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Patient-reported peripheral neuropathy of doxorubicin and cisplatin with and without paclitaxel in the treatment of advanced endometrial cancer: Results from GOG 184.

Author(s): Cella D, Huang H, Homesley HD, Montag A, Salani R, De Geest K, Lee R, Spirtos NM

Affiliation(s): Robert H. Lurie Comprehensive Cancer Center, Northwestern University Feinberg School of Medicine, Chicago, IL, USA. d-cella@northwestern.edu

Publication date & source: 2010-12, Gynecol Oncol., 119(3):538-42. Epub 2010 Sep 21.

Publication type: Comparative Study; Multicenter Study; Randomized Controlled Trial; Research Support, N.I.H., Extramural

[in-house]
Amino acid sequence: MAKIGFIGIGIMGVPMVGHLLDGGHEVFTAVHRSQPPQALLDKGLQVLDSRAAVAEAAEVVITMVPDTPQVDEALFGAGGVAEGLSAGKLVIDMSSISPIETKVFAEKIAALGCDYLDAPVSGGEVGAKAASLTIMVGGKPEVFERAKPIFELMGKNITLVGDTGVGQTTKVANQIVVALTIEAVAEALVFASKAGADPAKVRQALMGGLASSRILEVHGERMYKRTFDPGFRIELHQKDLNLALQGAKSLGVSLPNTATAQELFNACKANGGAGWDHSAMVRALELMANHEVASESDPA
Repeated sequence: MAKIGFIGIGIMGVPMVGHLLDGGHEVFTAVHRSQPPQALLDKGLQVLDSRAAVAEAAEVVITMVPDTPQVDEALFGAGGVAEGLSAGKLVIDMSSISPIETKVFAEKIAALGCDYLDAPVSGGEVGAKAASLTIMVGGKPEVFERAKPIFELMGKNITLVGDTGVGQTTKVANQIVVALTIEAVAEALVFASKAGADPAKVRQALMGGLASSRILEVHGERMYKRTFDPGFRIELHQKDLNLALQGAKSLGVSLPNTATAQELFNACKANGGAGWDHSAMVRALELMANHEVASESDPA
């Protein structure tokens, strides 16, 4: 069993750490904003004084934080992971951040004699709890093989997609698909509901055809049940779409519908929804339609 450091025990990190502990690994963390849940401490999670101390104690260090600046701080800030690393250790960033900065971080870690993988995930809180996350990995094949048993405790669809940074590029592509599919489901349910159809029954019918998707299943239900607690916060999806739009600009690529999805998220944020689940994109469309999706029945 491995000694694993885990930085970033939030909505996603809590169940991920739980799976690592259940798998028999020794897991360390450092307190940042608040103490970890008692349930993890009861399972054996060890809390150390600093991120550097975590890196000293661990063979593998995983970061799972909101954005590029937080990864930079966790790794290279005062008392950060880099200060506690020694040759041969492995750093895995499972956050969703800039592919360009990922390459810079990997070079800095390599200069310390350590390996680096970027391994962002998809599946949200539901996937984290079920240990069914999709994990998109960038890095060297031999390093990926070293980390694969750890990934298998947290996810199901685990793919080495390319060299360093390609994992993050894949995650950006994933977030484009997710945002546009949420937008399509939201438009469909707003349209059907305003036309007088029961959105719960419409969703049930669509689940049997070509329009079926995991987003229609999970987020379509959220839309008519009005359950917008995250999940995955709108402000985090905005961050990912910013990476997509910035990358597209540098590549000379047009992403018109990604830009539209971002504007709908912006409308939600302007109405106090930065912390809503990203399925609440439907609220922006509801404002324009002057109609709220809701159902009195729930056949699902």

OBJECTIVE: In GOG 184, the addition of paclitaxel to cisplatin and doxorubicin offered no additional clinical benefit, yet was associated with increased provider-rated toxicity. We now compare patient-reported neuropathy between treatment arms and patient reports to the clinician reports of neuropathy. METHODS: Of 659 enrolled patients, 552 were randomly assigned to receive either cisplatin 50 mg/m(2) + doxorubicin 45 mg/m(2)+G-CSF 5 mug/kg on days 2-11 ("CD"), or the above regimen plus paclitaxel 160 mg/m(2) infused over 3h ("CDP"). Patient-reported neuropathy was measured with 11-item Functional Assessment of Cancer Therapy - Neurotoxicity (FACT-Ntx) Scale, at baseline, and 4 weeks and 6 months post chemotherapy. Group differences on patient-reported neuropathy over time, and correspondence between patient and provider ratings, were evaluated by fitting linear mixed models to the data. RESULTS: After adjusting for non-significant baseline differences in neuropathy, the average neuropathy (FACT-Ntx) score of CDP-treated patients was 5.2 points lower/worse (95% CI: 4.0-6.5; p < 0.001) than the average score observed in CD-treated patients. The difference diminished after 6 months but still remained statistically significant (difference = 1.6; 95% CI: 0.3-2.8; p = 0.014). The sensory component was most significantly affected. Each increase (worsening) of grade in provider-rated toxicity was significantly associated with change in patient-reported severity of 4-6 points in the 11-item total score and 2-3 points in the 4-item sensory neuropathy score. CONCLUSION: Patient-reported neuropathy was worse in CDP-treated patients compared to CD-treated patients, especially in the sensory component. Patient-reported change corresponded with provider grade, but offered more detail on the nature of impact. Copyright (c) 2010 Elsevier Inc. All rights reserved.

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